Seeds focuses on facts, not theatrics
By Annabel Soutar. Directed by Chris Abraham. A Porte Parole production presented by the PuSh International Performing Arts Festival and Theatre at UBC. At the Frederic Wood Theatre on Wednesday, January 22. Continues until January 26
Seeds resembles the kind of film documentary that gives documentaries a bad name: the ones that are all talking heads.
Playwright Annabel Soutar assembled the play from verbatim transcripts of interviews and court trials. It’s about Percy Schmeiser, the farmer from Bruno, Saskatchewan, who refused to buckle to agri-business giant Monsanto. Schmeiser claims that, in 1997, pesticide-resistant canola found its way into his fields—perhaps borne by nature, or because seeds dropped out of a passing truck. Monsanto, which developed the resistant canola, demanded payment from Schmeiser, claiming that by growing Monsanto seeds, Schmeiser was illegally using licensed technology. The dispute made it to Canada’s Supreme Court.
Seeds makes the case that both the Schmeiser-Monsanto face-off and the larger debate about genetically modified organisms are complicated. This is not late-breaking news, but in Seeds it is extremely slow-breaking news: the show takes almost two-and-a-half hours, including intermission.
Act 1 sets us up with a folksy, sympathetic Schmeiser and a slick Monsanto team led by a brittle PR person and a condescending lawyer. Act 2 is more rewarding, in that it challenges left-wing biases and examines Schmeiser’s character, considering the possibility that he may have been manipulative and self-aggrandizing.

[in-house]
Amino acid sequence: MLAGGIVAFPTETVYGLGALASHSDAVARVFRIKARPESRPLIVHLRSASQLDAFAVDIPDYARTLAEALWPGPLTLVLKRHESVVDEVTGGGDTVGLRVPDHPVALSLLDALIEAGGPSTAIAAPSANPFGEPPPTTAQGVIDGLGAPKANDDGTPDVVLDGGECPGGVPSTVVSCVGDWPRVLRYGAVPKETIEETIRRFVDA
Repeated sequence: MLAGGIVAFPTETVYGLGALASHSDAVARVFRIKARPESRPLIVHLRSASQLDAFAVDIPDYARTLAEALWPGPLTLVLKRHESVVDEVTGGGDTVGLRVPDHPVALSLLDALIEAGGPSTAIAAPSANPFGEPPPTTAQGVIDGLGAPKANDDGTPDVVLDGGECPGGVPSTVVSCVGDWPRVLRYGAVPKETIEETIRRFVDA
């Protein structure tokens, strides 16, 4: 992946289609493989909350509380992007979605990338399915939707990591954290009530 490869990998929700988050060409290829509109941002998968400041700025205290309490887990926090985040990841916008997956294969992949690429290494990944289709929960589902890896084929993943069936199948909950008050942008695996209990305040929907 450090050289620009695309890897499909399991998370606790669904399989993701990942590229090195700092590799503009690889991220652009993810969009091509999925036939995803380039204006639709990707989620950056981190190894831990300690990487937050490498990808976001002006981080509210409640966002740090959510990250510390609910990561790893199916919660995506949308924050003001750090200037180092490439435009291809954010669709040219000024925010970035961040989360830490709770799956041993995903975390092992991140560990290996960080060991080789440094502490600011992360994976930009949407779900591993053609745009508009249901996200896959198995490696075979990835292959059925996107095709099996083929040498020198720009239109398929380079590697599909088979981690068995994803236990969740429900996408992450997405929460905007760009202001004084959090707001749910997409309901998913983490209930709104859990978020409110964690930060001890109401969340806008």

But it’s still a lot of blah blah. Long arguments about what percentage of Schmeiser’s crop was genetically modified and in what year don’t make for riveting theatre. Playwright Soutar and director Chris Abraham deliver very little in the way of physicality, imagery, relationships, or emotion. Instead, they dress things up with the tropes of film and TV. Sound designer and music composer Richard Feren contributes an endless, annoying soundscape that comes complete with those punctuating slams from Law & Order. And everybody’s filming one another all the time for live projection. The one truly theatrical moment, which involves the sudden arrival of a bag of grain, stands starkly on its own.
There are some talented actors at work. Eric Peterson of Corner Gas could play Schmeiser in his sleep, and Tanja Jacobs makes her double casting as Schmeiser’s down-home wife and Monsanto’s big-city lawyer into a pleasing showcase.
Still, I knew going in that the GMO debate is complicated and that I have an anti-Monsanto bias. I left the theatre more informed about the Schmeiser case, but my understanding of the larger issues hadn’t deepened to a measurable degree. Liisa Repo-Martell, who plays writer Soutar, ends the evening by delivering a lecture about the vagaries of perception. The speech is so obvious and self-important that I felt like groaning out loud.